And now, let me totally date myself by admitting: It’s the tattoos!  I just can’t stand all the tattoos the girls have.  I just can’t take anyone seriously that has that many tattoos.  Maybe it’s a cultural thing.  Perhaps it’s just because I’m Jewish.  (Yes, that’s right, HackNSlash is not the original family name.  When the family lived in Eastern Europe, we were Höchenczlaz.  But they changed it when we came through Ellis Island.)  Have you ever noticed that Jews don’t get tattoos?  Every wonder why?  Consider this exchange from my youth:

Me: “Hey, mom.  Can I get a tattoo?”

Mom: “No.  Don’t be an idiot.  You don’t want a tattoo.”

Me:  “But Grandma has a tattoo!  If she has one, why can’t I have one?”

Mom:  “HA!  Why don’t you go ask Grandma if you can have a tattoo?”

Me:  “If she says ‘Yes’, can I get one?”

Mom:  “Absolutely.”

(goes to Grandma)

Me:  “Hey, Grandma.  Can I get a tattoo?”

Grandma:  “What do you want a tattoo for?”

Me:  “I don’t know.  I think it might be cool.  So can I get one?”

Grandma:  “No.  Only the Goyim get tattoos.”

Me:  “But you have a tattoo!”

Grandma:  “That’s different.”

Me:  “Why is that different?”

Grandma:  “Because ADOLF HITLER gave me *my* tattoo!”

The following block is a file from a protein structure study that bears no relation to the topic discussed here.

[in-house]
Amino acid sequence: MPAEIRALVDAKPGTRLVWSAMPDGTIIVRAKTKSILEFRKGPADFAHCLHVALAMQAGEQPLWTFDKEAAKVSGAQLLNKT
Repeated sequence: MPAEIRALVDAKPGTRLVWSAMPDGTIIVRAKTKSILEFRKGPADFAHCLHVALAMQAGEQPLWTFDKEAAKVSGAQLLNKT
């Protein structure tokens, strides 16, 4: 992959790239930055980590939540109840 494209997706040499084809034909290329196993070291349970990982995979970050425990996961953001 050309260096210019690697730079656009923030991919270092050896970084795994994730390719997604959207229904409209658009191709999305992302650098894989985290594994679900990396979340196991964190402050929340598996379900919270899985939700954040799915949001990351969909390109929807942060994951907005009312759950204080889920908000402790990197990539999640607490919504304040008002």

So I have come to the conclusion that, due to the Grandma factor, Jews are culturally incapable of getting tattoos.  And we will not overcome this limitation until the last Holocaust survivor has passed away.

And so I watch a collection of life’s tatted up castaways trying to play D&D.  Why do I watch?  I think it’s the name of the show.  I just…  like it!  I think it proves exactly the opposite of Shakespeare’s query.  For example, what’s the worst-named movie of all time?  “The Shawshank Redemption”, of course.  And yet, it’s also one of the best.  They play it on a non-stop continual loop on TNT, because everyone will watch it over and over again.  But who saw it in the movie theatre?  Roger Ebert, Tim Robbins mother, and the ghost of Gene Siskel.  That’s because of its name.

So where does “I Hit It With My Axe” rank on the Name Scale?  This is the scale that goes from 1: “The Shawshank Redemption” all the way up to 10: “Dr. Strangelove, or How I Learned To Stop Worrying And Love The Bomb”.  I think I’ll give it an 8.

Anyway, it sure beats “Prognosticrat”!

Categories: thoughts

“You are Number Five, James”

April 2, 2010 Leave a comment

I’ve been watching this British TV show. It’s set on an island, which is mostly referred to as “The Island,” and it’s pretty clearly an analogue for England (but an England of the past). It’s very surreal in look and tone, and honestly kind of creeps me out.

The island is populated by strange characters. There’s a hierarchy at work; the evident authorities on the island direct the actions of the sympathetic characters. While the authority figures have names (although they seem more like titles or codenames), the rank and file characters each have a number. Furthermore, these characters don’t seem to be able to leave the island, but instead, must carry out tasks assigned to them by the mysterious rulers of the island, according to some unclear agenda. Occasionally, one of the numbered characters will misbehave and the authority figure will attempt to bring him back into the island’s social order: “Sir Topham Hatt is quite cross with you, Thomas.”

Value: Retro| Intensity: Moderate

Value: Kids| Intensity: Mild